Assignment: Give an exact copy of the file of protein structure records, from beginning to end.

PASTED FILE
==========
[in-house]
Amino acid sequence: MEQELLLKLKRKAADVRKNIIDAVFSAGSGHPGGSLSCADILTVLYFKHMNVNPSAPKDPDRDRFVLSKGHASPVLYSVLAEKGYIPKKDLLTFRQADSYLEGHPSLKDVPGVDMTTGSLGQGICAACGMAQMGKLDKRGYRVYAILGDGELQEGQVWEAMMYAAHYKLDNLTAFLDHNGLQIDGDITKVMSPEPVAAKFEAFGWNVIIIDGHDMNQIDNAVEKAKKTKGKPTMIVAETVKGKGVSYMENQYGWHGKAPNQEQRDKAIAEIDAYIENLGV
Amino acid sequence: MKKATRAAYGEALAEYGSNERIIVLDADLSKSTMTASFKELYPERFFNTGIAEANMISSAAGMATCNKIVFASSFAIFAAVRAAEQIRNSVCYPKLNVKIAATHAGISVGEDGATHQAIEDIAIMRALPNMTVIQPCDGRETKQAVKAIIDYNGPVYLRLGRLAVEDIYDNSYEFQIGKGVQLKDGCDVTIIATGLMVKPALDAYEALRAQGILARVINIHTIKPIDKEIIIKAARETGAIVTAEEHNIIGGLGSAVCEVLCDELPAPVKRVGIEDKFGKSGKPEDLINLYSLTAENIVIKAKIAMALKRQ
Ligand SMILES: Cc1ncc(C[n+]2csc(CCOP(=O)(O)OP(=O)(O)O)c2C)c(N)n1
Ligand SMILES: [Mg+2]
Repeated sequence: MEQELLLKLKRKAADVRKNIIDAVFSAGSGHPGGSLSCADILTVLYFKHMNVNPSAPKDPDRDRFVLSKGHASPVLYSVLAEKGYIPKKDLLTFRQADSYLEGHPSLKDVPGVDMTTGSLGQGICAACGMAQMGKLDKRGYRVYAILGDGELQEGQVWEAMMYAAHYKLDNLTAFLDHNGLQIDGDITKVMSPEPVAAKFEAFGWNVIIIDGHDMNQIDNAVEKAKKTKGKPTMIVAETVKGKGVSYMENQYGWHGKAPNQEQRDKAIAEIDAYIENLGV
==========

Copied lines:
[in-house]
Amino acid sequence: MEQELLLKLKRKAADVRKNIIDAVFSAGSGHPGGSLSCADILTVLYFKHMNVNPSAPKDPDRDRFVLSKGHASPVLYSVLAEKGYIPKKDLLTFRQADSYLEGHPSLKDVPGVDMTTGSLGQGICAACGMAQMGKLDKRGYRVYAILGDGELQEGQVWEAMMYAAHYKLDNLTAFLDHNGLQIDGDITKVMSPEPVAAKFEAFGWNVIIIDGHDMNQIDNAVEKAKKTKGKPTMIVAETVKGKGVSYMENQYGWHGKAPNQEQRDKAIAEIDAYIENLGV
Amino acid sequence: MKKATRAAYGEALAEYGSNERIIVLDADLSKSTMTASFKELYPERFFNTGIAEANMISSAAGMATCNKIVFASSFAIFAAVRAAEQIRNSVCYPKLNVKIAATHAGISVGEDGATHQAIEDIAIMRALPNMTVIQPCDGRETKQAVKAIIDYNGPVYLRLGRLAVEDIYDNSYEFQIGKGVQLKDGCDVTIIATGLMVKPALDAYEALRAQGILARVINIHTIKPIDKEIIIKAARETGAIVTAEEHNIIGGLGSAVCEVLCDELPAPVKRVGIEDKFGKSGKPEDLINLYSLTAENIVIKAKIAMALKRQ
Ligand SMILES: Cc1ncc(C[n+]2csc(CCOP(=O)(O)OP(=O)(O)O)c2C)c(N)n1
Ligand SMILES: [Mg+2]
Repeated sequence: MEQELLLKLKRKAADVRKNIIDAVFSAGSGHPGGSLSCADILTVLYFKHMNVNPSAPKDPDRDRFVLSKGHASPVLYSVLAEKGYIPKKDLLTFRQADSYLEGHPSLKDVPGVDMTTGSLGQGICAACGMAQMGKLDKRGYRVYAILGDGELQEGQVWEAMMYAAHYKLDNLTAFLDHNGLQIDGDITKVMSPEPVAAKFEAFGWNVIIIDGHDMNQIDNAVEKAKKTKGKPTMIVAETVKGKGVSYMENQYGWHGKAPNQEQRDKAIAEIDAYIENLGV